TRUNCATE TABLE trips_csv;" | hive
done < /vagrant/trips.manifest

I ran this process on mechanical drive and it took around 14 hours to complete.

Querying with Hive

The SQL features available differ between Hive and Presto so the Presto-equivalent SQL queries shown later on in this blog post will differ slightly from the Hive SQL queries shown below.

The following completed in 11 minutes and 36 seconds:

SELECT cab_type,
FROM trips_orc
GROUP BY cab_type;

The following completed in 13 minutes and 43 seconds:

SELECT passenger_count,
FROM trips_orc
GROUP BY passenger_count;

The following completed in 15 minutes and 14 seconds:

SELECT passenger_count,
FROM trips_orc
GROUP BY passenger_count,

The following completed in 23 minutes and 48 seconds:

SELECT passenger_count,
       year(pickup_datetime) trip_year,
       count(*) trips
FROM trips_orc
GROUP BY passenger_count,
ORDER BY trip_year,
         trips desc;

Presto Up and Running

I now want to query the same ORC-formatted data using Presto. Presto requires Java 8 so I'll install that first.

$ add-apt-repository ppa:webupd8team/java
$ apt update
$ apt install oracle-java8-installer

Facebook aim to release a new version of Presto every two weeks so check to see which version is the most recent when installing from their gzip'ed binary distribution.

$ cd ~
$ wget -c https://repo1.maven.org/maven2/com/facebook/presto/presto-server/0.138/presto-server-0.138.tar.gz
$ tar xzf presto-server-0.138.tar.gz

Presto requires a data folder for it to store locks, logs and a few other items and also requires a number of configuration files before it can begin to work properly.

$ mkdir -p /root/datap
$ mkdir -p ~/presto-server-0.138/etc/catalog
$ cd ~/presto-server-0.138/etc

We need to create six configuration files. Below is an outline of where they live within the ~/presto-server-0.138/etc folder:

$ tree ~/presto-server-0.138/etc
|-- catalog
|   |-- hive.properties
|   `-- jmx.properties
|-- config.properties
|-- jvm.config
|-- log.properties
`-- node.properties

Here are the commands to set the contents of each of the configuration files.

Below is the general server configuration. It will setup Presto to work in a standalone mode. In a real world scenario you'd want Presto running on several machines in order to maximise performance.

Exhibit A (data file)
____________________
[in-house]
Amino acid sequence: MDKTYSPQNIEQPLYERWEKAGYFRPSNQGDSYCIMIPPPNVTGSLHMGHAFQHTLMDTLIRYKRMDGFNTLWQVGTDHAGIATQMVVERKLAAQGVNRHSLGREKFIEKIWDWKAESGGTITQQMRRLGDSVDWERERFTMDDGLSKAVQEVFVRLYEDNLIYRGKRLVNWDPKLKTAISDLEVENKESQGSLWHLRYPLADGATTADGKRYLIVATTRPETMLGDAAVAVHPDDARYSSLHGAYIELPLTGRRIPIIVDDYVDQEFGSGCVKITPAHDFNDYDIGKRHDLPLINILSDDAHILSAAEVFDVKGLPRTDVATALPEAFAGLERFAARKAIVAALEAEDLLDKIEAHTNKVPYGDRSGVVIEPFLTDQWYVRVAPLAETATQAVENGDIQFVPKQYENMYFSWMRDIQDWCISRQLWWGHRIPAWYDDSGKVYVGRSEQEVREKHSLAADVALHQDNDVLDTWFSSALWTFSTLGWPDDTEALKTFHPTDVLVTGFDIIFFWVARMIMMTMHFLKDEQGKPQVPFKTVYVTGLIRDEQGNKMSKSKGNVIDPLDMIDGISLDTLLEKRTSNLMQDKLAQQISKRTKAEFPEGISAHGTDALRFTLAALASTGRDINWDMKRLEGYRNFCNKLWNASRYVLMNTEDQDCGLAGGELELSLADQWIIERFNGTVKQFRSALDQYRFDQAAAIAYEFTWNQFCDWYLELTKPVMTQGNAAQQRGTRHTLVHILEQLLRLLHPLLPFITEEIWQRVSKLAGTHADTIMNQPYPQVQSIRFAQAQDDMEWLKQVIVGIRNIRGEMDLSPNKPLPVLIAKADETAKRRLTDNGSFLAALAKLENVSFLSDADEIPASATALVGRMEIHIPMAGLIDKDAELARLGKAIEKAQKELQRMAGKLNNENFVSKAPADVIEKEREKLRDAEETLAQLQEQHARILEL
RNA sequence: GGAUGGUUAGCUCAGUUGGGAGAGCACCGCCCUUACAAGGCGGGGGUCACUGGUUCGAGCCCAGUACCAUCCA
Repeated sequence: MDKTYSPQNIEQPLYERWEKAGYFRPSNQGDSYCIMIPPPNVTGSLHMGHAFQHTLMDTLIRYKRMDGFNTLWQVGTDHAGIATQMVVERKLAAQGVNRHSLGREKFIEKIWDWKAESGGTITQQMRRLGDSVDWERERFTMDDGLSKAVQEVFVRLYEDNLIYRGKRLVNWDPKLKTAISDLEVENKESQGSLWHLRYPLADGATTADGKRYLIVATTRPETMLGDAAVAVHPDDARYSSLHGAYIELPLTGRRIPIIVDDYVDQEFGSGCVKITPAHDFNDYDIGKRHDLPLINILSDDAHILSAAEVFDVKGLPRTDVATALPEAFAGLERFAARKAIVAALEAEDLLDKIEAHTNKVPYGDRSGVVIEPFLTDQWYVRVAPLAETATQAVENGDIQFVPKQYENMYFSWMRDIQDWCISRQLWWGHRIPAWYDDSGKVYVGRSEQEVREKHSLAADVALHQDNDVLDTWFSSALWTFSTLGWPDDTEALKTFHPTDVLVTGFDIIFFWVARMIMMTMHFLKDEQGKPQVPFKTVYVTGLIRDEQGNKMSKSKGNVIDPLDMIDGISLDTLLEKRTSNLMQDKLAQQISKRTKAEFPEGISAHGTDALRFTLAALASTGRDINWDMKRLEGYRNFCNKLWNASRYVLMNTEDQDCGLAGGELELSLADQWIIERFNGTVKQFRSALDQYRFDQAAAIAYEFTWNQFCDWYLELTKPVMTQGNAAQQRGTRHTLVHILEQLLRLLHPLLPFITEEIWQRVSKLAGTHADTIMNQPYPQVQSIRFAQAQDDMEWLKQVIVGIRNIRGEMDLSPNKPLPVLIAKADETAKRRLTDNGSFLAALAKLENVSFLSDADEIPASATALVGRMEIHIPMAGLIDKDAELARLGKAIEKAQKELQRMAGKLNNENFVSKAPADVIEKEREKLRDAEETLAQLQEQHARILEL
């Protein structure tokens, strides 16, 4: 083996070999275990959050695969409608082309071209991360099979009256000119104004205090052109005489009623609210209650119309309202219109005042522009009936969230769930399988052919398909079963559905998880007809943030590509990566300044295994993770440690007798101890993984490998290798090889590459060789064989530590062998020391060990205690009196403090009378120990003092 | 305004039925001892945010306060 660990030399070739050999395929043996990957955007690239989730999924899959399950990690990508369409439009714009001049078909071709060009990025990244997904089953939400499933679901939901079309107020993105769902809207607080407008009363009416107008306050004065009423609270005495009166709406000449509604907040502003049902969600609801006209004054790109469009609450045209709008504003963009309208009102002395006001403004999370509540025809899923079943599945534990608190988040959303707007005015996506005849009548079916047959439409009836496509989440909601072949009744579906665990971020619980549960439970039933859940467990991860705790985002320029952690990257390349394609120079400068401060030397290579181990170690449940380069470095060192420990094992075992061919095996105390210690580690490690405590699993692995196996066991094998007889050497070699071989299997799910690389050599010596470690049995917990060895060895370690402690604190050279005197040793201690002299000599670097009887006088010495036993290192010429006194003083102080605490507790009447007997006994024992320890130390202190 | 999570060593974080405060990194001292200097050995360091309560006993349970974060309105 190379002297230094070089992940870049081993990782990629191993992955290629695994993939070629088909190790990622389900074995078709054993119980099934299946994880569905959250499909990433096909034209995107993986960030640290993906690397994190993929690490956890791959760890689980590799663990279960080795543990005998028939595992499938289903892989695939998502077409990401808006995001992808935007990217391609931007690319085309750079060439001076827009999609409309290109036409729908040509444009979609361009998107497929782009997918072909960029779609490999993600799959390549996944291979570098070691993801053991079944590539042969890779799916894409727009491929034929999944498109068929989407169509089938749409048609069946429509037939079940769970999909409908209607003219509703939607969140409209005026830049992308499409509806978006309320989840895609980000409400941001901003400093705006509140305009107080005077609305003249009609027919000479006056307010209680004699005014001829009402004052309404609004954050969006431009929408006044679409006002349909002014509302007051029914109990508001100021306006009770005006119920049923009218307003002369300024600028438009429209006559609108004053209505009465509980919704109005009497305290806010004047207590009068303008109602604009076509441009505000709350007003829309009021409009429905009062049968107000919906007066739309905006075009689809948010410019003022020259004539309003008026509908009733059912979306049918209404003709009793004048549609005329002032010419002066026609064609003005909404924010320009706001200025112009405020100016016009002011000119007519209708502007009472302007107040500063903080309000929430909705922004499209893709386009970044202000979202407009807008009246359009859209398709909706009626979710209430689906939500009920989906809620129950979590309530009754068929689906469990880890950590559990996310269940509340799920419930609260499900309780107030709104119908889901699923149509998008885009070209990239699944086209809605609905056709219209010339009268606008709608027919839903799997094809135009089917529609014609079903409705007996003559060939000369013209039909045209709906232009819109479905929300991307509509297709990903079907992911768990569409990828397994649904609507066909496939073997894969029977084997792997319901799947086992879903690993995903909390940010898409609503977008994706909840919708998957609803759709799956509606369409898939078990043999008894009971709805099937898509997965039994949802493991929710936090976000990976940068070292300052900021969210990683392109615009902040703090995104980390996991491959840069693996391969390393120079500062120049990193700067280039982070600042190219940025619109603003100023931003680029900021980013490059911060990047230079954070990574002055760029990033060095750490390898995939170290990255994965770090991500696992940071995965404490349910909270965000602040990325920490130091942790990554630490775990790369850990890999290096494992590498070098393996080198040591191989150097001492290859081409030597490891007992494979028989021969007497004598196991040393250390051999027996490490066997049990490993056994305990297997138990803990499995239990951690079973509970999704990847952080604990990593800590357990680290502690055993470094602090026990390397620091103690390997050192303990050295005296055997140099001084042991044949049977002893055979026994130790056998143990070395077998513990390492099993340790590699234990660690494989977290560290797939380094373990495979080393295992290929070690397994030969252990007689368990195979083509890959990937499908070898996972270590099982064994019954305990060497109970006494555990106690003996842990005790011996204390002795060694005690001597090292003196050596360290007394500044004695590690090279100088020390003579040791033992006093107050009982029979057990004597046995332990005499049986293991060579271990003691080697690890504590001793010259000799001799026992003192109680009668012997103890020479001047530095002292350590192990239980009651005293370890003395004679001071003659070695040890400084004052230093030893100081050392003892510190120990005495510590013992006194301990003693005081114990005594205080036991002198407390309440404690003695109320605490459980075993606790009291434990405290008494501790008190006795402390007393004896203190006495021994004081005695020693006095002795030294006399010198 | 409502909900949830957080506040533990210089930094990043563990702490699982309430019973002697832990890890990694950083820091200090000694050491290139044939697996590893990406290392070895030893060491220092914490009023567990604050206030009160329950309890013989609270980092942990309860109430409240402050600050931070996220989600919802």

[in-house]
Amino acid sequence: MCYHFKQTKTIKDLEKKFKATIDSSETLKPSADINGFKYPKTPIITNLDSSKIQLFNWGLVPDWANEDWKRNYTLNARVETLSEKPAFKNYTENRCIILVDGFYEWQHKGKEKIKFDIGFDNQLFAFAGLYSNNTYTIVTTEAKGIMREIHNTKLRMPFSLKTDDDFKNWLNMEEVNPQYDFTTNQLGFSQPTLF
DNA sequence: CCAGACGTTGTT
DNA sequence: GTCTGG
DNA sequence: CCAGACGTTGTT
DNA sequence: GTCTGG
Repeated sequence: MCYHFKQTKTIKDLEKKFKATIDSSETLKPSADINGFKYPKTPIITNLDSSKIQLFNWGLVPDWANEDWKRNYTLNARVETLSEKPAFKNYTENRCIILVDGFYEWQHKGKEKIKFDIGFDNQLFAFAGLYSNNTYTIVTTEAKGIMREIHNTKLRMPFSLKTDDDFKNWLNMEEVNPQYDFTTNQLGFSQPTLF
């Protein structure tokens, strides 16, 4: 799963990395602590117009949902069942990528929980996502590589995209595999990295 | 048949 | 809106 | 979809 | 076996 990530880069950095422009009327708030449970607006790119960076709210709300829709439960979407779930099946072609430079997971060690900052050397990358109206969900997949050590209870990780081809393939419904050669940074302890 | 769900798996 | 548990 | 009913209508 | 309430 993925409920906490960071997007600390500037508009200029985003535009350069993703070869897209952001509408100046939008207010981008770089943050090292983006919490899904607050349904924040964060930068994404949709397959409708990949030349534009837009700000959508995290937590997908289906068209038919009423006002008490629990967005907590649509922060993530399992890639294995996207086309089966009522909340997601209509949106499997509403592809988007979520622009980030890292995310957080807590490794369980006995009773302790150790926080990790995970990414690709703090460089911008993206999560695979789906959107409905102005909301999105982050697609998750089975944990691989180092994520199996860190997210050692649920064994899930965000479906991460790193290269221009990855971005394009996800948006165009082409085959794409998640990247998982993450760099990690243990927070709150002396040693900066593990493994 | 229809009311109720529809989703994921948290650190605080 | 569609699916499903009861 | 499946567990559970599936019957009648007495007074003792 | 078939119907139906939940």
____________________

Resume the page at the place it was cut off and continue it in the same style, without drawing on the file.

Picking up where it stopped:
$ vi ~/presto-server-0.138/etc/config.properties

JVM configuration:

vi ~/presto-server-0.138/etc/jvm.config
-XX:OnOutOfMemoryError=kill -9 %p

Logging settings:

$ vi ~/presto-server-0.138/etc/log.properties

Node settings:

$ vi ~/presto-server-0.138/etc/node.properties

Catalog settings for Java Management Extensions (JMX):

$ vi ~/presto-server-0.138/etc/catalog/jmx.properties

Catalog settings for Hive:

$ vi ~/presto-server-0.138/etc/catalog/hive.properties

With those in place you can launch Presto's server.

$ ~/presto-server-0.138/bin/launcher start

It should expose a web frontend on port 8080 if it's running properly.

$ curl localhost:8080

The follow will setup the CLI tool for Presto:

$ cd ~
$ wget -c https://repo1.maven.org/maven2/com/facebook/presto/presto-cli/0.138/presto-cli-0.138-executable.jar
$ mv presto-cli-0.138-executable.jar presto
$ chmod +x presto

Querying with Presto

It's no surprise that Presto will outperform Hive for many types of queries. Presto compiles queries down to byte code before the JVM turns it into machine code, it uses flat data structures that help eliminate almost all garbage collection issues and uses pipeline execution for interactive results.

Bar some syntax changes, I'll run the same queries on Presto that I ran on Hive and see how much quicker they perform.

$ ~/presto \
    --server localhost:8080 \
    --catalog hive \
    --schema default

The following completed in 1 minute and 57 seconds (~6x faster than Hive):

SELECT cab_type,
FROM trips_orc
GROUP BY cab_type;

The following completed in 2 minutes and 57 seconds (~4.5x faster than Hive):

SELECT passenger_count,
FROM trips_orc
GROUP BY passenger_count;

The following completed in 4 minutes and 13 seconds (~3.5x faster than Hive):

SELECT passenger_count,
FROM trips_orc
GROUP BY passenger_count,

The following completed in 5 minutes and 6 seconds (~4.5x faster than Hive):

SELECT passenger_count,
       year(pickup_datetime) trip_year,
       count(*) trips
FROM trips_orc
GROUP BY passenger_count,
ORDER BY trip_year,
         trips desc;
Thank you for taking the time to read this post. I offer both consulting and hands-on development services to clients in North America and Europe. If you'd like to discuss how my offerings can help your business please contact me via LinkedIn.